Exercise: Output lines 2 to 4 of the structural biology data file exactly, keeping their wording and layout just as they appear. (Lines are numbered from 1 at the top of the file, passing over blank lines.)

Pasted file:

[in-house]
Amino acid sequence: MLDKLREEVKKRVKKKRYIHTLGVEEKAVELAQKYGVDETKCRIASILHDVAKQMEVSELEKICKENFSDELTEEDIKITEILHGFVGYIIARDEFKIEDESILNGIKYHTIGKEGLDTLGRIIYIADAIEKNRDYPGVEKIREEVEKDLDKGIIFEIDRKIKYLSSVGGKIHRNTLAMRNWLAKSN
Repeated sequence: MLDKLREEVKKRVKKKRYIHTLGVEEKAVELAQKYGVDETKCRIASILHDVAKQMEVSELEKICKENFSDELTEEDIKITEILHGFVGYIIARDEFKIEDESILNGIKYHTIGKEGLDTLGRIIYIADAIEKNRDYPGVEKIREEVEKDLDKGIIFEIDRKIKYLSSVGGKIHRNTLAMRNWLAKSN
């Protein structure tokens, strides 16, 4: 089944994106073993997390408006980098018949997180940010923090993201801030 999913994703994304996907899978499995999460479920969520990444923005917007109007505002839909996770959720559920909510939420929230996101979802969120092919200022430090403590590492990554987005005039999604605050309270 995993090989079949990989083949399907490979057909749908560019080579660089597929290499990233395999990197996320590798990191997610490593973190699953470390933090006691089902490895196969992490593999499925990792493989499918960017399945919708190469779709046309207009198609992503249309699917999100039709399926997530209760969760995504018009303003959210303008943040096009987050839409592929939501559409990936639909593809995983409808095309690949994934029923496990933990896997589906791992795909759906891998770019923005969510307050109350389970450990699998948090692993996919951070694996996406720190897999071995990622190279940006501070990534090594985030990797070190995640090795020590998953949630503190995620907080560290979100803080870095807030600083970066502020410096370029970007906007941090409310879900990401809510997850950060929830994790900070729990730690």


Amino acid sequence: MLDKLREEVKKRVKKKRYIHTLGVEEKAVELAQKYGVDETKCRIASILHDVAKQMEVSELEKICKENFSDELTEEDIKITEILHGFVGYIIARDEFKIEDESILNGIKYHTIGKEGLDTLGRIIYIADAIEKNRDYPGVEKIREEVEKDLDKGIIFEIDRKIKYLSSVGGKIHRNTLAMRNWLAKSN
Repeated sequence: MLDKLREEVKKRVKKKRYIHTLGVEEKAVELAQKYGVDETKCRIASILHDVAKQMEVSELEKICKENFSDELTEEDIKITEILHGFVGYIIARDEFKIEDESILNGIKYHTIGKEGLDTLGRIIYIADAIEKNRDYPGVEKIREEVEKDLDKGIIFEIDRKIKYLSSVGGKIHRNTLAMRNWLAKSN
């Protein structure tokens, strides 16, 4: 089944994106073993997390408006980098018949997180940010923090993201801030 999913994703994304996907899978499995999460479920969520990444923005917007109007505002839909996770959720559920909510939420929230996101979802969120092919200022430090403590590492990554987005005039999604605050309270 995993090989079949990989083949399907490979057909749908560019080579660089597929290499990233395999990197996320590798990191997610490593973190699953470390933090006691089902490895196969992490593999499925990792493989499918960017399945919708190469779709046309207009198609992503249309699917999100039709399926997530209760969760995504018009303003959210303008943040096009987050839409592929939501559409990936639909593809995983409808095309690949994934029923496990933990896997589906791992795909759906891998770019923005969510307050109350389970450990699998948090692993996919951070694996996406720190897999071995990622190279940006501070990534090594985030990797070190995640090795020590998953949630503190995620907080560290979100803080870095807030600083970066502020410096370029970007906007941090409310879900990401809510997850950060929830994790900070729990730690």